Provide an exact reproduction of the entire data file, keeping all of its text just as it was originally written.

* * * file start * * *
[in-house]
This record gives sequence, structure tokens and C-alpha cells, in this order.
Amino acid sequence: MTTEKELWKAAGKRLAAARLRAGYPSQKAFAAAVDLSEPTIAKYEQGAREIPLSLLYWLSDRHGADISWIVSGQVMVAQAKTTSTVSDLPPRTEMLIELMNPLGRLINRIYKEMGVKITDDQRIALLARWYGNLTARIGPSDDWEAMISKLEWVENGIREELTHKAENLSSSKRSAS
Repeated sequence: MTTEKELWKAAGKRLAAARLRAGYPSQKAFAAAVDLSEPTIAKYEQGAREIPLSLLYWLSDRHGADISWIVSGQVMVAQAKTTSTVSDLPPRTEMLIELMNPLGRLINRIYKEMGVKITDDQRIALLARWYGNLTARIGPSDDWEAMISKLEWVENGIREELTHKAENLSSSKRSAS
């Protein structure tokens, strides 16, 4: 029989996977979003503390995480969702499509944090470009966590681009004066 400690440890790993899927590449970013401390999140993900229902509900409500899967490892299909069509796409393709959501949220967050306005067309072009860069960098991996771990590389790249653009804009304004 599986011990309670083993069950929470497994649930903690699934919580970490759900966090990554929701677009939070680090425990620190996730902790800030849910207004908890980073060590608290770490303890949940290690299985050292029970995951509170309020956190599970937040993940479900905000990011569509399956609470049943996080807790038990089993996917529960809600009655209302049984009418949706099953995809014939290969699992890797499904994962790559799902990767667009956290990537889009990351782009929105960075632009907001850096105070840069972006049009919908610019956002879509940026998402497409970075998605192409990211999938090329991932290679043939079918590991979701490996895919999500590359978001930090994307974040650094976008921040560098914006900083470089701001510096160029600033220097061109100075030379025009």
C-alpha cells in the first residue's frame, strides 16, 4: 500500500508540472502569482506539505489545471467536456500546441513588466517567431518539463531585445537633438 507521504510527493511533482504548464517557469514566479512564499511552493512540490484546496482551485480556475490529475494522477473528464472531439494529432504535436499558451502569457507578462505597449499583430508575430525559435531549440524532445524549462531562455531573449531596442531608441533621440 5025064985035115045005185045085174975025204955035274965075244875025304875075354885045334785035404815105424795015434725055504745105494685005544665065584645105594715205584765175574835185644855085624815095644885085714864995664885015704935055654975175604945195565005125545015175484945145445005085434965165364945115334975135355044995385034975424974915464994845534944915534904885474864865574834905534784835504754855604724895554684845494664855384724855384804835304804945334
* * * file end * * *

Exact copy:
[in-house]
This record gives sequence, structure tokens and C-alpha cells, in this order.
Amino acid sequence: MTTEKELWKAAGKRLAAARLRAGYPSQKAFAAAVDLSEPTIAKYEQGAREIPLSLLYWLSDRHGADISWIVSGQVMVAQAKTTSTVSDLPPRTEMLIELMNPLGRLINRIYKEMGVKITDDQRIALLARWYGNLTARIGPSDDWEAMISKLEWVENGIREELTHKAENLSSSKRSAS
Repeated sequence: MTTEKELWKAAGKRLAAARLRAGYPSQKAFAAAVDLSEPTIAKYEQGAREIPLSLLYWLSDRHGADISWIVSGQVMVAQAKTTSTVSDLPPRTEMLIELMNPLGRLINRIYKEMGVKITDDQRIALLARWYGNLTARIGPSDDWEAMISKLEWVENGIREELTHKAENLSSSKRSAS
């Protein structure tokens, strides 16, 4: 029989996977979003503390995480969702499509944090470009966590681009004066 400690440890790993899927590449970013401390999140993900229902509900409500899967490892299909069509796409393709959501949220967050306005067309072009860069960098991996771990590389790249653009804009304004 599986011990309670083993069950929470497994649930903690699934919580970490759900966090990554929701677009939070680090425990620190996730902790800030849910207004908890980073060590608290770490303890949940290690299985050292029970995951509170309020956190599970937040993940479900905000990011569509399956609470049943996080807790038990089993996917529960809600009655209302049984009418949706099953995809014939290969699992890797499904994962790559799902990767667009956290990537889009990351782009929105960075632009907001850096105070840069972006049009919908610019956002879509940026998402497409970075998605192409990211999938090329991932290679043939079918590991979701490996895919999500590359978001930090994307974040650094976008921040560098914006900083470089701001510096160029600033220097061109100075030379025009």
C-alpha cells in the first residue's frame, strides 16, 4: 500500500508540472502569482506539505489545471467536456500546441513588466517567431518539463531585445537633438 507521504510527493511533482504548464517557469514566479512564499511552493512540490484546496482551485480556475490529475494522477473528464472531439494529432504535436499558451502569457507578462505597449499583430508575430525559435531549440524532445524549462531562455531573449531596442531608441533621440 5025064985035115045005185045085174975025204955035274965075244875025304875075354885045334785035404815105424795015434725055504745105494685005544665065584645105594715205584765175574835185644855085624815095644885085714864995664885015704935055654975175604945195565005125545015175484945145445005085434965165364945115334975135355044995385034975424974915464994845534944915534904885474864865574834905534784835504754855604724895554684845494664855384724855384804835304804945334